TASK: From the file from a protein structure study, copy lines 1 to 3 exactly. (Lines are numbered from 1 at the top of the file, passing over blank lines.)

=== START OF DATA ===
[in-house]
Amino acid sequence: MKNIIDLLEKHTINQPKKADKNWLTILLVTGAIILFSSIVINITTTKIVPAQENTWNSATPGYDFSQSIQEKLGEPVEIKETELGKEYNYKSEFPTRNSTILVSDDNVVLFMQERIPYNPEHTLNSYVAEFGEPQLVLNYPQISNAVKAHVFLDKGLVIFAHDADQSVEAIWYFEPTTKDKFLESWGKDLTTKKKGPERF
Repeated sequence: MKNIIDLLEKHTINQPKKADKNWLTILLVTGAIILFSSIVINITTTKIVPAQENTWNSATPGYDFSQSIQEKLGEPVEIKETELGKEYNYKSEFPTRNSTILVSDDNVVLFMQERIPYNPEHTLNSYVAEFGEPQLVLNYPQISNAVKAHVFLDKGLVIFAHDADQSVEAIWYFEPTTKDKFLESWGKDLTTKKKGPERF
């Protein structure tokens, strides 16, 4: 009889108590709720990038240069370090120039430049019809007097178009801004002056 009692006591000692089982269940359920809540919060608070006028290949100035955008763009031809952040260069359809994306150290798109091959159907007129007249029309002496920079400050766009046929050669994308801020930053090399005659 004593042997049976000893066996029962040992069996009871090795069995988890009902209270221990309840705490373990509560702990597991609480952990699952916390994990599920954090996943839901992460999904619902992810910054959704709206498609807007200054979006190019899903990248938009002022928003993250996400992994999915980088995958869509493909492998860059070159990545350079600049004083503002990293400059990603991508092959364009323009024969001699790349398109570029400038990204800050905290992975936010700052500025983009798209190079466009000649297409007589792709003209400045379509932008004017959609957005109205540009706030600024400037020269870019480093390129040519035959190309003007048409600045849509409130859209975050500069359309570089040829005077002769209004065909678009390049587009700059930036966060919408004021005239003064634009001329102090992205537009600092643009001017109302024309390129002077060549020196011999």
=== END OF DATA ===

[in-house]
Amino acid sequence: MKNIIDLLEKHTINQPKKADKNWLTILLVTGAIILFSSIVINITTTKIVPAQENTWNSATPGYDFSQSIQEKLGEPVEIKETELGKEYNYKSEFPTRNSTILVSDDNVVLFMQERIPYNPEHTLNSYVAEFGEPQLVLNYPQISNAVKAHVFLDKGLVIFAHDADQSVEAIWYFEPTTKDKFLESWGKDLTTKKKGPERF
Repeated sequence: MKNIIDLLEKHTINQPKKADKNWLTILLVTGAIILFSSIVINITTTKIVPAQENTWNSATPGYDFSQSIQEKLGEPVEIKETELGKEYNYKSEFPTRNSTILVSDDNVVLFMQERIPYNPEHTLNSYVAEFGEPQLVLNYPQISNAVKAHVFLDKGLVIFAHDADQSVEAIWYFEPTTKDKFLESWGKDLTTKKKGPERF